The events that led to the declaration of the Greek-Italian war

Following an extreme expansionist policy, in the spring of 1939 the Germans occupied Czechoslovakia and the Italians Albania. The placatory stance that had so far been adopted by the western powers (Britain, France) proved ineffecual. In this regard, Italy's official assurances in April 1939 that she did not intend to undertake aggressive acts against Greece understandably did not convince the Greek political leadership. Examining all the possibilties - especially in the light of its declaration of war in September 1939 - British diplomacy concluded that for military reasons it was to its advantage that Greece should be placed outside the war zone. However, the unilateral entry of Italy into the war on 10 June 1940 once more redefined the system of balances in the Balkans.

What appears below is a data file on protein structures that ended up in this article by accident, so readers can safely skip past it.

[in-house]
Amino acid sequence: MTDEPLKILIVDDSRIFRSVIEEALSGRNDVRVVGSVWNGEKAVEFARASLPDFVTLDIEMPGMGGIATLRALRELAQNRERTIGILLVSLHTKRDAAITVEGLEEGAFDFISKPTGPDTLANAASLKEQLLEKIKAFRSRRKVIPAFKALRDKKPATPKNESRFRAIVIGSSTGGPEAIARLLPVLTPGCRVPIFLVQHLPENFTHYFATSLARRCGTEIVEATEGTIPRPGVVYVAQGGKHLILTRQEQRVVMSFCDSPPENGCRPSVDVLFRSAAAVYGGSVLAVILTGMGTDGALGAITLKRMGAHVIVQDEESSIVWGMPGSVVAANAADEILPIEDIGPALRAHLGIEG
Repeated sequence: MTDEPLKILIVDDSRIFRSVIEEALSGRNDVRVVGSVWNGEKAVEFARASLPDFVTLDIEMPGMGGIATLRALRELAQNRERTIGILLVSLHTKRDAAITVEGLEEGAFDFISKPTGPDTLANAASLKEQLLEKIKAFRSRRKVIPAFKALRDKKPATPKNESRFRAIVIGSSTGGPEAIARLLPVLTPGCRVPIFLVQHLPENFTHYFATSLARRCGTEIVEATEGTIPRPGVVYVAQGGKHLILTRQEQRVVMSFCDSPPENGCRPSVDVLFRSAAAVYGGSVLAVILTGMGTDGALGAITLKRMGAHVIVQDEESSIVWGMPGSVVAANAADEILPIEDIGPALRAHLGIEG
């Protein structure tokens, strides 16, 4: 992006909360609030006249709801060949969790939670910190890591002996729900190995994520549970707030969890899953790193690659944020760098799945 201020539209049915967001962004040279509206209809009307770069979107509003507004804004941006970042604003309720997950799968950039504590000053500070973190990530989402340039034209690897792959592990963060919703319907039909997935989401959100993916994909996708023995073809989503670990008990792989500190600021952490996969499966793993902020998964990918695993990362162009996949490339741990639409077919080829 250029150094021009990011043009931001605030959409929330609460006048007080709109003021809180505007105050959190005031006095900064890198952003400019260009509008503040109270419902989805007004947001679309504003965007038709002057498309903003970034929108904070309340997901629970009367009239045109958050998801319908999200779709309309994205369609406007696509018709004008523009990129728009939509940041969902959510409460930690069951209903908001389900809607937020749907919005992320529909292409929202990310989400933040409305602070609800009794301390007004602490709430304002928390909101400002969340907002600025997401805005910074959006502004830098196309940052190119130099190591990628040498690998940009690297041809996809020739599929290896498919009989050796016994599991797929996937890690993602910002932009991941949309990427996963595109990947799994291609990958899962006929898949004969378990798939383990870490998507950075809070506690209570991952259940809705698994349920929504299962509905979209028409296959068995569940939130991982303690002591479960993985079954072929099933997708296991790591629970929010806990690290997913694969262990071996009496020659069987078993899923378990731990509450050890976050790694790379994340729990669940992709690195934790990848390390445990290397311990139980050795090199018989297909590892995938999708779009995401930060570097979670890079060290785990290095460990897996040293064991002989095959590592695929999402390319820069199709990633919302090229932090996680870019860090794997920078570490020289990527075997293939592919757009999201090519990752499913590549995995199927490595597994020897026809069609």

In August 1940, Italian aggression against Greece escalated with the torpedoing of the Greek warship 'Elli'. The British leadership once more declared its support - albeit without specific commitments - to the government and the people of Greece. In mid-October 1940, at Mussolin's suggestion, the Italian General Staff had worked out a strategic plan for the contingency of invading Greece. A definite date was fixed for the end of October. The connection of Greece and its people with Britain was given out as the moral justification for the proposed plan. When on 28 October Ioannis Metaxas received - and rejected - the Italian ultimatum, he knew that Greece would basically be on its own in its military attempt to withstand the Italian strategy. The course of the 'Battle of Greece', as it was called, had disproportionately wide-ranging repercussions for the continuation of the international conflict, which greatly surprised its enemies and allies.